Monday, 7 April 2014

The mystery of the missing cat

One evening hubby and I were sprawled on the sofa in our pyjamas. (His are the manly stripy kind, mine are covered in dainty birds, which to be fair are the only dainty thing about me these days.)
We were watching the American drama, Hostage, which had reached a particularly creepy part. Suddenly, there was a loud knock on our window.
BANG, BANG, BANG!
We both jumped and looked at each other in a startled manner.
"That's the police."
Let me explain there was a good reason for Mark stating the above. He does not have super powers which allow him to see through walls, and windows with blinds covering them. And we are not usually accustomed to police officers banging on our window late at night. The reason Mark assumed it was an officer from the police force, was due to the fact a flyer was posted through our letter box earlier that evening.
This flyer informed us the police had tried to call with regards to a nearby break in, and they were keen to know if we could assist with their enquiries. Unfortunately, they must have rung the door bell which is not working, again. The batteries were needed in Tommy's Winnie the Pooh light show and have yet to be replaced.
So Mark opened our front door, expecting to see the boys in blue, but was rather startled to see a young, slightly menacing (apparently at the time he appeared menacing) lad in a hoody, who rather abruptly said:
"Have you seen my cat?"
Mark had not seen his cat and replied appropriately.
The youth then asked Mark if he was sure, as he lives at the end of the alley and his cat often sits in the gardens of neighbouring houses.
I immediately worried about the safety of the missing animal and asked what number the young lad lived at, should we spot his cat and try to return it to him.
"Erm number 18, thanks anyway," said the hooded stranger.
Mark closed our front door and it was then we looked at each other suspiciously, both realising exactly the same thing at precisely the same time.
"But we're number 95, he can't live at 18 if he lives at the end of the alley!"
Feeling very uneasy my mind raced into overdrive. I decided and discussed with hubby this was part of a scam to check if we were at home and could be disturbed if he/they wanted to rob our property.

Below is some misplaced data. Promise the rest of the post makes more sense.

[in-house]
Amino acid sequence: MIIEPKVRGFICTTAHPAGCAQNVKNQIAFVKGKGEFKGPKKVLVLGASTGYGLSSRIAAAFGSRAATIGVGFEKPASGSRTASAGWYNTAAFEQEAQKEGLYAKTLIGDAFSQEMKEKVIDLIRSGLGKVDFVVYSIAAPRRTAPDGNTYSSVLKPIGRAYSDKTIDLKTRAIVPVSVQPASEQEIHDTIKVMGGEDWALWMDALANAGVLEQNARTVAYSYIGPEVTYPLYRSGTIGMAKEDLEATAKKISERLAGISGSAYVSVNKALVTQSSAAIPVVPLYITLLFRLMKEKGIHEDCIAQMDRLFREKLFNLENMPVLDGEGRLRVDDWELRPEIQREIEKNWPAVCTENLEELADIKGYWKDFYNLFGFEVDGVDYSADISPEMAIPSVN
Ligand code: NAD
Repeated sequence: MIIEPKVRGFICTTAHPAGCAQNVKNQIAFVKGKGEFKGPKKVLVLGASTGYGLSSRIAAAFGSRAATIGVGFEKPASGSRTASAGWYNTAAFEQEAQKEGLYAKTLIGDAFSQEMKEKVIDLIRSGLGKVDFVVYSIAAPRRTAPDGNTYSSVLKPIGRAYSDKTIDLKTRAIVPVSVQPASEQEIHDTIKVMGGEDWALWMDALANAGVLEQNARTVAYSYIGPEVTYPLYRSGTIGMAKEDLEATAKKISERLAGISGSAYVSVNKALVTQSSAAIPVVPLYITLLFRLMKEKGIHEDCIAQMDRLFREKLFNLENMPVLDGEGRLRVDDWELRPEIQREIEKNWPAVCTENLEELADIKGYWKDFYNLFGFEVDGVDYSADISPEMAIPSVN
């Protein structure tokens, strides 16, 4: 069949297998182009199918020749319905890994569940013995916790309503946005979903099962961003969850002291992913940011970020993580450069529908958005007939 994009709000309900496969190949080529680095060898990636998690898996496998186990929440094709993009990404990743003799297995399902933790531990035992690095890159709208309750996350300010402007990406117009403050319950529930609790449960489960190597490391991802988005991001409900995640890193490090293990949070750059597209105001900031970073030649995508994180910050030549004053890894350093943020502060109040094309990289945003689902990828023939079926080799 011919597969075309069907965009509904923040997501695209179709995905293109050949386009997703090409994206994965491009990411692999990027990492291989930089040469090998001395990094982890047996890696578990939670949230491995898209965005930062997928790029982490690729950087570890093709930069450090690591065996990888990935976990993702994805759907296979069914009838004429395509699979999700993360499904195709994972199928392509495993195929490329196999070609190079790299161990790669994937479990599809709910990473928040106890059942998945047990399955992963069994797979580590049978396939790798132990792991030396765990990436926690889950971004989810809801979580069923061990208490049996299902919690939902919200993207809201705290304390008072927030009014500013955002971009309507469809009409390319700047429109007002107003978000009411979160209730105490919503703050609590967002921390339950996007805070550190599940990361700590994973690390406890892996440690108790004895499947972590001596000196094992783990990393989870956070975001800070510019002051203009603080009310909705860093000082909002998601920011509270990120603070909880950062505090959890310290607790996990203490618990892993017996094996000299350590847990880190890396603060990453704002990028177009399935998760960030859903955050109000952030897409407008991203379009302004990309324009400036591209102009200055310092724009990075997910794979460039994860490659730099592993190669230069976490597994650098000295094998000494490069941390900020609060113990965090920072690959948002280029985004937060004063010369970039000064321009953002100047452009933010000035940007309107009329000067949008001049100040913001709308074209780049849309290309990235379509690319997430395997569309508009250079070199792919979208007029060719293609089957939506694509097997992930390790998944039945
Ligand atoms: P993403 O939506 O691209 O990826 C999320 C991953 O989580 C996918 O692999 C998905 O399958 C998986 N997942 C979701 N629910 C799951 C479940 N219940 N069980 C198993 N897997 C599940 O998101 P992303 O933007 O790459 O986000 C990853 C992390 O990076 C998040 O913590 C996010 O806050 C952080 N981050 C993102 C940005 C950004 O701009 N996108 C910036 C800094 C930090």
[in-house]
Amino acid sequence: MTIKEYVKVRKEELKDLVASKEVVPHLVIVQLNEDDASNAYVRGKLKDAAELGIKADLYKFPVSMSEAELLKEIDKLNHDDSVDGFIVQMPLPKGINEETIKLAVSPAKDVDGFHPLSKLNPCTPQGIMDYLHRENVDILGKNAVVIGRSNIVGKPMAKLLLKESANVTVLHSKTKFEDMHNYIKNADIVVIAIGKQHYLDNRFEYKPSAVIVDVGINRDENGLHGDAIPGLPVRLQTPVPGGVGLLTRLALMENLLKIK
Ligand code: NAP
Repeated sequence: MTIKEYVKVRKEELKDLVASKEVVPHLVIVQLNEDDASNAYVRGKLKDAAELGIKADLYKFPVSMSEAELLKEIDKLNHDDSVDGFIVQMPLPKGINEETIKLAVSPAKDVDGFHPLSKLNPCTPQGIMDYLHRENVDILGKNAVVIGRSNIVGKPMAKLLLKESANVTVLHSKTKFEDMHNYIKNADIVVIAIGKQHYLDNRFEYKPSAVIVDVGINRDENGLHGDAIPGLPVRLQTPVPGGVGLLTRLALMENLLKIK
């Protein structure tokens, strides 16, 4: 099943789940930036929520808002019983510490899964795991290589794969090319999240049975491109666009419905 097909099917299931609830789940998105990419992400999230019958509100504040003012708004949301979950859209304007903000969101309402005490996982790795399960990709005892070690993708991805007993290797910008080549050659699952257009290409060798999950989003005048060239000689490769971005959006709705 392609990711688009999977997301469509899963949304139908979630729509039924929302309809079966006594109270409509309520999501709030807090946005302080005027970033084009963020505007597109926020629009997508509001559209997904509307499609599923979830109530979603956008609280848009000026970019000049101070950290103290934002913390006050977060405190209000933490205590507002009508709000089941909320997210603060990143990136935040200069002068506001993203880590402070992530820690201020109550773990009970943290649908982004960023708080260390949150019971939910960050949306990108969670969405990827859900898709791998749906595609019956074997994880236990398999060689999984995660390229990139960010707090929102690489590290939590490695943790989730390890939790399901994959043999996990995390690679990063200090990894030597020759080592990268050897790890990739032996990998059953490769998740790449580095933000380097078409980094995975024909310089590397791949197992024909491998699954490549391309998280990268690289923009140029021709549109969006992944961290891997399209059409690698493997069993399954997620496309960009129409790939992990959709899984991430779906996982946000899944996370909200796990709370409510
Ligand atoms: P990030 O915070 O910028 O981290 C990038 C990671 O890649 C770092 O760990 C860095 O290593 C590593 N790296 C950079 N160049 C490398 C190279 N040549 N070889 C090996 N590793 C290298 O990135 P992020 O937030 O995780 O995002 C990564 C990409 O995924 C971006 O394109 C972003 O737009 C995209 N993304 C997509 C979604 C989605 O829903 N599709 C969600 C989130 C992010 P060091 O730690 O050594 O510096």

I pleaded with Mark to telephone the police, report this dodgy character, and never leave me home alone again.
Mark called the police, described our visitor, and left his details with the friendly voice at the other end of the line.
Our American television drama was now completely forgotten. We were living our own unexpected and uncomfortable real life nightmare.
Mark then decided to knock at our next door neighbour's house. Our nice neighbours whose names we STILL can't remember, to warn them of this scam and to check it was not their house which was burgled.
"Yeah," said our nice nameless neighbour (it's been a year, how can we now turn around and say we can't remember your name?), "he knocked at our door too. He's the young boy who lives in one of the streets at the back of the alley. I told him off the other day for riding his motorbike down the alley. There are notices about the missing cat all over the place."
Oh.
We both silently cringed. We were convinced the lad was part of a terrifying gang and our house was under surveillance.
Damn you over active imagination and damn you American drama show.
Just as we were feeling especially guilty, the real police turned up with a patrol car. An officer stepped outside the car and rang the doorbell that doesn't work (we were standing by our window at this point and to our horror noticed the police car).
"We're going to scan the streets for this man, could you give us any more details please?"
Mark and I both looked sheepish and wondered who would explain the huge, massive, mix up.

A few days later, I was sitting over the park with Tommy. He was having a kip in his pram and I was staring into space and chomping crisps. Through my savoury daydreams I saw a young lad, in a hooded top, wheeling his motorbike on the pathway.
"Excuse me, " I said, wiping cheese and onion crumbs from my mouth, "are you the one whose cat went missing?"
"Yes, that's right," he said politely, "but luckily he's come back after 5 days missing!"
"I'm so glad," I said, smiling sweetly.
All's well that ends well.

6 comments:

Maria said...

You don't know me. I saw your comment on Kate's blog and was intrigued by the name. You know the detail that stood out to me? That the doorbell wasn't working because you used it for your child's Winnie the Pooh light show. For some reason that just got to me. It was exactly something that would happen at my house. And hey...best to be pro-active. This is a common thing for criminals to do when they are "casing the joint." (I so enjoy showing off my knowledge of phrases like that.....)

Amel said...

Phew! I'm glad it all went well. Could understand why you were both nervous about the whole visit, though. :-) You sure do know how to make a reader feel so involved and intrigued. :-)

The World According To Me said...

Hi Maria

Welcome to FPE. I've actually read and loved your blog (also found you through Kate) but I've been too shy to comment. I'll pop over again.
Casing the joint, what a great phrase.
As for the batteries, good to know I'm not alone. In my eyes, his toy is more important. And well, there's just other things to do than buy some more and replace them!

The World According To Me said...

Hi Amel

I'm glad to hear you feel involved and intrigued, I try my best!
Yeah we were nervous, wasn't a pleasant feeling, I can tell you.

Danielle L Zecher said...

That would make me nervous too. Glad it all ended well.

The World According To Me said...

Welcome to FPE Danielle. Thanks for reading and commenting. I'm popping over to your place now.